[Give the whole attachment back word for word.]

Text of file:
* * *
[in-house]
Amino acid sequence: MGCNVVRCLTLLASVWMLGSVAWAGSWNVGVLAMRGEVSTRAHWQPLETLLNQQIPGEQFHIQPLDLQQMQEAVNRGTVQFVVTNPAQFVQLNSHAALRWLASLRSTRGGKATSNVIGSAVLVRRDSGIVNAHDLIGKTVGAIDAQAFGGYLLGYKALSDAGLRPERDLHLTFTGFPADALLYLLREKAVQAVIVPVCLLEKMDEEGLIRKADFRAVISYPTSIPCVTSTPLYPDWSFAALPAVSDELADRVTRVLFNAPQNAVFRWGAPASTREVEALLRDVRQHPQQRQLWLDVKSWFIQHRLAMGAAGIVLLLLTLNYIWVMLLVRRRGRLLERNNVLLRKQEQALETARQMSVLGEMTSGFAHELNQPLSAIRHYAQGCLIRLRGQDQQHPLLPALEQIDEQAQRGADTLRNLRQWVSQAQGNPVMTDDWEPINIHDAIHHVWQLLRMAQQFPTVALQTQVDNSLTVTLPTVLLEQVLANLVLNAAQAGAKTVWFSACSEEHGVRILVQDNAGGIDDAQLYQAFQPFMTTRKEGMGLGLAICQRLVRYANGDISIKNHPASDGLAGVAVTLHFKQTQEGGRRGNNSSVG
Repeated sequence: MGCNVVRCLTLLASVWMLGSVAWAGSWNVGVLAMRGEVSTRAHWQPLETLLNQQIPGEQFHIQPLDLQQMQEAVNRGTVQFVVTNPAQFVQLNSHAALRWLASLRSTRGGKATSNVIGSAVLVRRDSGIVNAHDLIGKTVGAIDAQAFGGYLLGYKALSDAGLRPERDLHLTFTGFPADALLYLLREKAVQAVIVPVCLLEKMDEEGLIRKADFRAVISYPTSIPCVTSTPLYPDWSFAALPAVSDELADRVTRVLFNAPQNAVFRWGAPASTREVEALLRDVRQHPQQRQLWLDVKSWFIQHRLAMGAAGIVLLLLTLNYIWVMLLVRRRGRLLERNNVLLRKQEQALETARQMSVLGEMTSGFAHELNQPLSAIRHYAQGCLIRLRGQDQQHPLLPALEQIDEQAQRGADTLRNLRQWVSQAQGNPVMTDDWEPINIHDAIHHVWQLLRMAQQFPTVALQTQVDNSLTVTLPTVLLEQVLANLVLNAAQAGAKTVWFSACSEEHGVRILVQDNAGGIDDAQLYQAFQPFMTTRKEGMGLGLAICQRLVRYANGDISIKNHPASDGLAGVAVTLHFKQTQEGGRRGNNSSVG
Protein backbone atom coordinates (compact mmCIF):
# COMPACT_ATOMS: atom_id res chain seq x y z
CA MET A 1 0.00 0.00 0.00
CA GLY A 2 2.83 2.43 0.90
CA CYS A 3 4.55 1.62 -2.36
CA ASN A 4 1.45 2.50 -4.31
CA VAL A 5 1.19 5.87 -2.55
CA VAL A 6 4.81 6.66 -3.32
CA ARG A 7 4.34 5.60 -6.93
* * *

[in-house]
Amino acid sequence: MGCNVVRCLTLLASVWMLGSVAWAGSWNVGVLAMRGEVSTRAHWQPLETLLNQQIPGEQFHIQPLDLQQMQEAVNRGTVQFVVTNPAQFVQLNSHAALRWLASLRSTRGGKATSNVIGSAVLVRRDSGIVNAHDLIGKTVGAIDAQAFGGYLLGYKALSDAGLRPERDLHLTFTGFPADALLYLLREKAVQAVIVPVCLLEKMDEEGLIRKADFRAVISYPTSIPCVTSTPLYPDWSFAALPAVSDELADRVTRVLFNAPQNAVFRWGAPASTREVEALLRDVRQHPQQRQLWLDVKSWFIQHRLAMGAAGIVLLLLTLNYIWVMLLVRRRGRLLERNNVLLRKQEQALETARQMSVLGEMTSGFAHELNQPLSAIRHYAQGCLIRLRGQDQQHPLLPALEQIDEQAQRGADTLRNLRQWVSQAQGNPVMTDDWEPINIHDAIHHVWQLLRMAQQFPTVALQTQVDNSLTVTLPTVLLEQVLANLVLNAAQAGAKTVWFSACSEEHGVRILVQDNAGGIDDAQLYQAFQPFMTTRKEGMGLGLAICQRLVRYANGDISIKNHPASDGLAGVAVTLHFKQTQEGGRRGNNSSVG
Repeated sequence: MGCNVVRCLTLLASVWMLGSVAWAGSWNVGVLAMRGEVSTRAHWQPLETLLNQQIPGEQFHIQPLDLQQMQEAVNRGTVQFVVTNPAQFVQLNSHAALRWLASLRSTRGGKATSNVIGSAVLVRRDSGIVNAHDLIGKTVGAIDAQAFGGYLLGYKALSDAGLRPERDLHLTFTGFPADALLYLLREKAVQAVIVPVCLLEKMDEEGLIRKADFRAVISYPTSIPCVTSTPLYPDWSFAALPAVSDELADRVTRVLFNAPQNAVFRWGAPASTREVEALLRDVRQHPQQRQLWLDVKSWFIQHRLAMGAAGIVLLLLTLNYIWVMLLVRRRGRLLERNNVLLRKQEQALETARQMSVLGEMTSGFAHELNQPLSAIRHYAQGCLIRLRGQDQQHPLLPALEQIDEQAQRGADTLRNLRQWVSQAQGNPVMTDDWEPINIHDAIHHVWQLLRMAQQFPTVALQTQVDNSLTVTLPTVLLEQVLANLVLNAAQAGAKTVWFSACSEEHGVRILVQDNAGGIDDAQLYQAFQPFMTTRKEGMGLGLAICQRLVRYANGDISIKNHPASDGLAGVAVTLHFKQTQEGGRRGNNSSVG
Protein backbone atom coordinates (compact mmCIF):
# COMPACT_ATOMS: atom_id res chain seq x y z
CA MET A 1 0.00 0.00 0.00
CA GLY A 2 2.83 2.43 0.90
CA CYS A 3 4.55 1.62 -2.36
CA ASN A 4 1.45 2.50 -4.31
CA VAL A 5 1.19 5.87 -2.55
CA VAL A 6 4.81 6.66 -3.32
CA ARG A 7 4.34 5.60 -6.93